# Solving with LaGrange multipliers

With a given point $(p,q)$, I'm trying to find the nearest point on a curve $g$ to the point. So for $g(x,y)=x^2+y^2=1$, easy enough, the point would just be the solution of this system of equation where $f$ is $(x-p)^2+(y-q)^2$:

$$\left\{ \begin{array}{ll} \nabla f=\lambda \nabla g\\ g=0\\ \end{array} \right.$$

which is $\bigg(\frac{p}{\sqrt{p^2+q^2}},\frac{q}{\sqrt{p^2+q^2}}\bigg)$. However, I decided to see what would happen if I change the curve to $x^3+y^2=1$. So using LaGrange multipliers again, replacing $x$s and $y$s with $\lambda$, I ended up with this equation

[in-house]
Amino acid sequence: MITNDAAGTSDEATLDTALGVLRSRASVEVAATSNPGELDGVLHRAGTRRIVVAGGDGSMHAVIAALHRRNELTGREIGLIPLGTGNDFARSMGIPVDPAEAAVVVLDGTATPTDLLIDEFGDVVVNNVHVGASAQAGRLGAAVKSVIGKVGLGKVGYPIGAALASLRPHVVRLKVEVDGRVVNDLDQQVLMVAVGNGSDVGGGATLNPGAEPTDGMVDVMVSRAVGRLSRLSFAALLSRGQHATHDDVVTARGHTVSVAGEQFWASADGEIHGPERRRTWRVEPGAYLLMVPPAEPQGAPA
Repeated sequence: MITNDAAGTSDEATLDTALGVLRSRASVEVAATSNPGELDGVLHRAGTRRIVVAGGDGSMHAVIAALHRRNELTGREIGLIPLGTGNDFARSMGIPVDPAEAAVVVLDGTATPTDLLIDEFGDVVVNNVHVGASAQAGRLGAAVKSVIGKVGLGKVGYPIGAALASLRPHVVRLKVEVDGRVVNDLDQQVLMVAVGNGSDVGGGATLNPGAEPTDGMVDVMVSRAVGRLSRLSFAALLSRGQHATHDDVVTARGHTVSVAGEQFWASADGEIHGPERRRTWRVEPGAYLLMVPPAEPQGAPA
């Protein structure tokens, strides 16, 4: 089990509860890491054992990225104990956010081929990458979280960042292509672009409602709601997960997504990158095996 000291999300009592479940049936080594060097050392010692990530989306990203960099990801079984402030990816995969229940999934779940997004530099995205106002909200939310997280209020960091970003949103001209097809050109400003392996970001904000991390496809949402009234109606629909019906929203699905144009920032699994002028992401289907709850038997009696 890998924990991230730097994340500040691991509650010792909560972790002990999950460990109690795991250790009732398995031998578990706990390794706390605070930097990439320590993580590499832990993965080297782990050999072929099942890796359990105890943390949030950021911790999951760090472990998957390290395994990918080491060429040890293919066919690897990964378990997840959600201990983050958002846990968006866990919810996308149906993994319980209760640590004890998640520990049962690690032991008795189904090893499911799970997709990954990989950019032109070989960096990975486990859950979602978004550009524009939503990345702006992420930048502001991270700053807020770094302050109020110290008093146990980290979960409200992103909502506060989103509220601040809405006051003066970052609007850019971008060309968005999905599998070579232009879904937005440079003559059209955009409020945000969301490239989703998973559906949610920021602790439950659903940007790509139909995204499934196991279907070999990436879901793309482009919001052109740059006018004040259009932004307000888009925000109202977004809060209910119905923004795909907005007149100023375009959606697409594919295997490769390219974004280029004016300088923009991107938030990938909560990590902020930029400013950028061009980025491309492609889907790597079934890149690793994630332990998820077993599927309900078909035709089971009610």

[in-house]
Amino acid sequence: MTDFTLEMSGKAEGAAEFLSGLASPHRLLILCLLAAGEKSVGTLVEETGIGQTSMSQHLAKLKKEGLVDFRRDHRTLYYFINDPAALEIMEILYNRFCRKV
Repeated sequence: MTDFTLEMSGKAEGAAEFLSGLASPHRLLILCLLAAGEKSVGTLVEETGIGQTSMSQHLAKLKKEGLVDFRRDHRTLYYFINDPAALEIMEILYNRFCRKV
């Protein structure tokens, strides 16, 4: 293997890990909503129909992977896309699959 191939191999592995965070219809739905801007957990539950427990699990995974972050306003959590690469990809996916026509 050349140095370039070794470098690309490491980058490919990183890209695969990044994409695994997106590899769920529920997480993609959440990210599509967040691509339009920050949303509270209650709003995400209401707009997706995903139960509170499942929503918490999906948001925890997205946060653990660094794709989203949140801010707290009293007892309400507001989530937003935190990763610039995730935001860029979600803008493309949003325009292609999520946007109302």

$$\bigg(\pm\frac{\sqrt{1-6\lambda p}-1}{3\lambda}\bigg)^3+\bigg(\frac{q}{1-\lambda}\bigg)^2=1$$

but now I'm stuck. Any help would be appreciated.

• the problem is difficult, i think we get no explicit solution for $x,y,\lambda$ – Dr. Sonnhard Graubner Oct 2 '14 at 21:01
• @Dr.SonnhardGraubner So what you are saying is, by increasing the power by one it would make the equation near impossible to solve? – Derek 朕會功夫 Oct 2 '14 at 21:08
• yes i think so i have used my PC to solve this problem and i have got an equation in degree seven for $x$ – Dr. Sonnhard Graubner Oct 2 '14 at 21:10